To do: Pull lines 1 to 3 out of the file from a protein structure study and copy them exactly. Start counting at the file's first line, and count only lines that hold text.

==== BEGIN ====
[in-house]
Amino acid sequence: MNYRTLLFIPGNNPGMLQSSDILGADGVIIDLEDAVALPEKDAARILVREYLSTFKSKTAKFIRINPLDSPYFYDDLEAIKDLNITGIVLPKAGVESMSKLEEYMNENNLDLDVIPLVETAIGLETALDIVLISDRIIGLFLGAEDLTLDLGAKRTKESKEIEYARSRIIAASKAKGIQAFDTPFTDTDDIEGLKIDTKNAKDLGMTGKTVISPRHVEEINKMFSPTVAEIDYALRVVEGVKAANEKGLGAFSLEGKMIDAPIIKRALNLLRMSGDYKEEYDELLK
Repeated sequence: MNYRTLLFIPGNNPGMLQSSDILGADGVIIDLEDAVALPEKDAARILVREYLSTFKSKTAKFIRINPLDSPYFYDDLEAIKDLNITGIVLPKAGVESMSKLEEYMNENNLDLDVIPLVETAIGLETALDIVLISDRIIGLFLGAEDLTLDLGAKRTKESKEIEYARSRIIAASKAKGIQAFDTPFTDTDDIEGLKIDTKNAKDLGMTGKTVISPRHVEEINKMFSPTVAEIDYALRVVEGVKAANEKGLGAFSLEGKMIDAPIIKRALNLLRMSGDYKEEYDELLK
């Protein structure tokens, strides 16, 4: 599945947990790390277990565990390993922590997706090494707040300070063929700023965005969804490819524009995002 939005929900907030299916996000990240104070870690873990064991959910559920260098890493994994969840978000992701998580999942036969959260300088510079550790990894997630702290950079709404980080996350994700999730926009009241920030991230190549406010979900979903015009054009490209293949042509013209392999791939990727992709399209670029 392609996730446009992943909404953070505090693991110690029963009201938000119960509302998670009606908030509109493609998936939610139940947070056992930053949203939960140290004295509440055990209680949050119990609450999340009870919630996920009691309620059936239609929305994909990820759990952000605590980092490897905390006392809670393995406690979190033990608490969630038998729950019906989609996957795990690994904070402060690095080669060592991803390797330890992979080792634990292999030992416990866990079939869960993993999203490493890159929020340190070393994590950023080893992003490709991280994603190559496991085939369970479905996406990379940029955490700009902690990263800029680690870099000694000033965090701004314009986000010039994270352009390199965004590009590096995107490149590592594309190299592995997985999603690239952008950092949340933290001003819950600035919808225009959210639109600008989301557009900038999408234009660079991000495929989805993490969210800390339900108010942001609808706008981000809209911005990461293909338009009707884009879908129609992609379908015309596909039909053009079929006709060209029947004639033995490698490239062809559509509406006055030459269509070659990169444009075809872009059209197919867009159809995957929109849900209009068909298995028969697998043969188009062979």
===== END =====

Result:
[in-house]
Amino acid sequence: MNYRTLLFIPGNNPGMLQSSDILGADGVIIDLEDAVALPEKDAARILVREYLSTFKSKTAKFIRINPLDSPYFYDDLEAIKDLNITGIVLPKAGVESMSKLEEYMNENNLDLDVIPLVETAIGLETALDIVLISDRIIGLFLGAEDLTLDLGAKRTKESKEIEYARSRIIAASKAKGIQAFDTPFTDTDDIEGLKIDTKNAKDLGMTGKTVISPRHVEEINKMFSPTVAEIDYALRVVEGVKAANEKGLGAFSLEGKMIDAPIIKRALNLLRMSGDYKEEYDELLK
Repeated sequence: MNYRTLLFIPGNNPGMLQSSDILGADGVIIDLEDAVALPEKDAARILVREYLSTFKSKTAKFIRINPLDSPYFYDDLEAIKDLNITGIVLPKAGVESMSKLEEYMNENNLDLDVIPLVETAIGLETALDIVLISDRIIGLFLGAEDLTLDLGAKRTKESKEIEYARSRIIAASKAKGIQAFDTPFTDTDDIEGLKIDTKNAKDLGMTGKTVISPRHVEEINKMFSPTVAEIDYALRVVEGVKAANEKGLGAFSLEGKMIDAPIIKRALNLLRMSGDYKEEYDELLK